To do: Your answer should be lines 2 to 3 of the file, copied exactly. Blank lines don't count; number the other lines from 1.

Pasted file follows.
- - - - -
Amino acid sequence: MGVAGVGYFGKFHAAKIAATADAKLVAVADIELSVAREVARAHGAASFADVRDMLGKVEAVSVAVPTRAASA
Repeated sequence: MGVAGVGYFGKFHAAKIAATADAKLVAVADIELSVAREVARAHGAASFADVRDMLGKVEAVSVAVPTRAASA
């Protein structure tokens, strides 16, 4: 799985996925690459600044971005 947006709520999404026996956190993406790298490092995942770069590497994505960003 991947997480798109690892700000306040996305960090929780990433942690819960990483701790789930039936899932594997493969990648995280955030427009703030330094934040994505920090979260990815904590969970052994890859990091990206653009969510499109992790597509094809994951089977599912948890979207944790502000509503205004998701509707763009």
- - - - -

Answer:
Repeated sequence: MGVAGVGYFGKFHAAKIAATADAKLVAVADIELSVAREVARAHGAASFADVRDMLGKVEAVSVAVPTRAASA
């Protein structure tokens, strides 16, 4: 799985996925690459600044971005 947006709520999404026996956190993406790298490092995942770069590497994505960003 991947997480798109690892700000306040996305960090929780990433942690819960990483701790789930039936899932594997493969990648995280955030427009703030330094934040994505920090979260990815904590969970052994890859990091990206653009969510499109992790597509094809994951089977599912948890979207944790502000509503205004998701509707763009």